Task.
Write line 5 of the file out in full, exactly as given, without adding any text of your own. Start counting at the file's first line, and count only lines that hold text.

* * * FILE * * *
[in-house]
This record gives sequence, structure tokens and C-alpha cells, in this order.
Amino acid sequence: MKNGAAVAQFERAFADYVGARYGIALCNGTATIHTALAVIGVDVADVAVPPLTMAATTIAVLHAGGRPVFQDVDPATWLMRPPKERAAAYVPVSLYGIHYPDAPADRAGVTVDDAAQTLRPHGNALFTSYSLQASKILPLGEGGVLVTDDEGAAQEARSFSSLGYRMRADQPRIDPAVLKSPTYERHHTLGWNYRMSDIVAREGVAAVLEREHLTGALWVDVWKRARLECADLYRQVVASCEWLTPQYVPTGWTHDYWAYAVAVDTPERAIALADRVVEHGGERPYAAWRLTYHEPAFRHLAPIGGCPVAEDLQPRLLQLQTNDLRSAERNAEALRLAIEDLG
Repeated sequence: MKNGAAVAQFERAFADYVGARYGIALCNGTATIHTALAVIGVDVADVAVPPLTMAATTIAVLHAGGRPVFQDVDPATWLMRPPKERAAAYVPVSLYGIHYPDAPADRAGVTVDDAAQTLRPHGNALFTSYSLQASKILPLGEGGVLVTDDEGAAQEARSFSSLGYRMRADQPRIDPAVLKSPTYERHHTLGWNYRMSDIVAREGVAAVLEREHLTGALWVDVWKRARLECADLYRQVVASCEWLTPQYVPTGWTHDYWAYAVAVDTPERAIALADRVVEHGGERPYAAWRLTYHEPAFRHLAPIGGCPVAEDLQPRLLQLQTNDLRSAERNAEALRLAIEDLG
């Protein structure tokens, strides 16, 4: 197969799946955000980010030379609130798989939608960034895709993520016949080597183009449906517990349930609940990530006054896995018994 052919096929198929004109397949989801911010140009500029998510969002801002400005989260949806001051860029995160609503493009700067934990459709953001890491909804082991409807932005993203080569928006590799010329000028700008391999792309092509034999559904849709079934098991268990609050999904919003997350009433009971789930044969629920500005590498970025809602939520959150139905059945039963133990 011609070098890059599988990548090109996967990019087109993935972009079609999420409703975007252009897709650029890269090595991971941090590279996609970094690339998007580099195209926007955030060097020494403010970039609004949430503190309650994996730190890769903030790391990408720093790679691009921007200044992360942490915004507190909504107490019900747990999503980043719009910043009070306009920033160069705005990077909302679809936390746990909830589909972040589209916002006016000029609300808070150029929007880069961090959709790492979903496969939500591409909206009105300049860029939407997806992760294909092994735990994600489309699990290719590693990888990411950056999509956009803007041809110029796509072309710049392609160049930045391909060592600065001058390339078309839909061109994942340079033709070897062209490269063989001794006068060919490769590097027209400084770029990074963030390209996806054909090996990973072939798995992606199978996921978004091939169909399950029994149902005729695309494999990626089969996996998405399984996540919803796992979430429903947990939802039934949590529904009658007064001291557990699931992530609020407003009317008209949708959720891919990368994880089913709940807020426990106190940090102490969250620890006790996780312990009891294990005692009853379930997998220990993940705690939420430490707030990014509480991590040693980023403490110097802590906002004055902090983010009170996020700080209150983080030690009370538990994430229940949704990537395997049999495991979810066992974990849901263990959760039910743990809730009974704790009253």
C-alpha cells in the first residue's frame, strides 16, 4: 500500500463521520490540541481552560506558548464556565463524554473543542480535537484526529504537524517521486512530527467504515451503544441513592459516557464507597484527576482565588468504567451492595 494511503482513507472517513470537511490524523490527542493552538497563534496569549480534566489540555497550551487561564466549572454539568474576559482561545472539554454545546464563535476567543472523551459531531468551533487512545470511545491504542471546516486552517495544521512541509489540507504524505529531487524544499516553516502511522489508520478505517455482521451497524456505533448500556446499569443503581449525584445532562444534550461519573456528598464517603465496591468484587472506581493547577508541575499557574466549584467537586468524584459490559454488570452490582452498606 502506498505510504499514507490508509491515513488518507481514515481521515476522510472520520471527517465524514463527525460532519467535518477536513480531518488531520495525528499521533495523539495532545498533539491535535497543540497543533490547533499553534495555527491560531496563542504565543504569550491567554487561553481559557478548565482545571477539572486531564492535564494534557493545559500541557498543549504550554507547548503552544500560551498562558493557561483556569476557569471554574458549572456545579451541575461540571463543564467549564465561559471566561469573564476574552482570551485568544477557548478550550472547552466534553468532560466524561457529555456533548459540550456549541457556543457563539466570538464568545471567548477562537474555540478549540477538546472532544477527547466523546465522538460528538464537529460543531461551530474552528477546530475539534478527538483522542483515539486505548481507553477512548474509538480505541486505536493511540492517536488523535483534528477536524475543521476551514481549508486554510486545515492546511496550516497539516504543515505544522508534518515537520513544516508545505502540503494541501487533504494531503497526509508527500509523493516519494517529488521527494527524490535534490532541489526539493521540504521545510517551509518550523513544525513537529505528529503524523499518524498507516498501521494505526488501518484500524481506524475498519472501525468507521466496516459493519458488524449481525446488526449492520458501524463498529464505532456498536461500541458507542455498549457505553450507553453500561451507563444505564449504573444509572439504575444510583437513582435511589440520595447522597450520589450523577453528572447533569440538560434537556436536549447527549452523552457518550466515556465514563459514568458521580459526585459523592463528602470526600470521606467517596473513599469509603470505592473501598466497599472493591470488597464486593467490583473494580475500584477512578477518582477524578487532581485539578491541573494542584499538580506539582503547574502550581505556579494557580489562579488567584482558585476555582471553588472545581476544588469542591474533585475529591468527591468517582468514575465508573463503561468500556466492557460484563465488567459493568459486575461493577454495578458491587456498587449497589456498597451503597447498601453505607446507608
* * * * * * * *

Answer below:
């Protein structure tokens, strides 16, 4: 197969799946955000980010030379609130798989939608960034895709993520016949080597183009449906517990349930609940990530006054896995018994 052919096929198929004109397949989801911010140009500029998510969002801002400005989260949806001051860029995160609503493009700067934990459709953001890491909804082991409807932005993203080569928006590799010329000028700008391999792309092509034999559904849709079934098991268990609050999904919003997350009433009971789930044969629920500005590498970025809602939520959150139905059945039963133990 011609070098890059599988990548090109996967990019087109993935972009079609999420409703975007252009897709650029890269090595991971941090590279996609970094690339998007580099195209926007955030060097020494403010970039609004949430503190309650994996730190890769903030790391990408720093790679691009921007200044992360942490915004507190909504107490019900747990999503980043719009910043009070306009920033160069705005990077909302679809936390746990909830589909972040589209916002006016000029609300808070150029929007880069961090959709790492979903496969939500591409909206009105300049860029939407997806992760294909092994735990994600489309699990290719590693990888990411950056999509956009803007041809110029796509072309710049392609160049930045391909060592600065001058390339078309839909061109994942340079033709070897062209490269063989001794006068060919490769590097027209400084770029990074963030390209996806054909090996990973072939798995992606199978996921978004091939169909399950029994149902005729695309494999990626089969996996998405399984996540919803796992979430429903947990939802039934949590529904009658007064001291557990699931992530609020407003009317008209949708959720891919990368994880089913709940807020426990106190940090102490969250620890006790996780312990009891294990005692009853379930997998220990993940705690939420430490707030990014509480991590040693980023403490110097802590906002004055902090983010009170996020700080209150983080030690009370538990994430229940949704990537395997049999495991979810066992974990849901263990959760039910743990809730009974704790009253």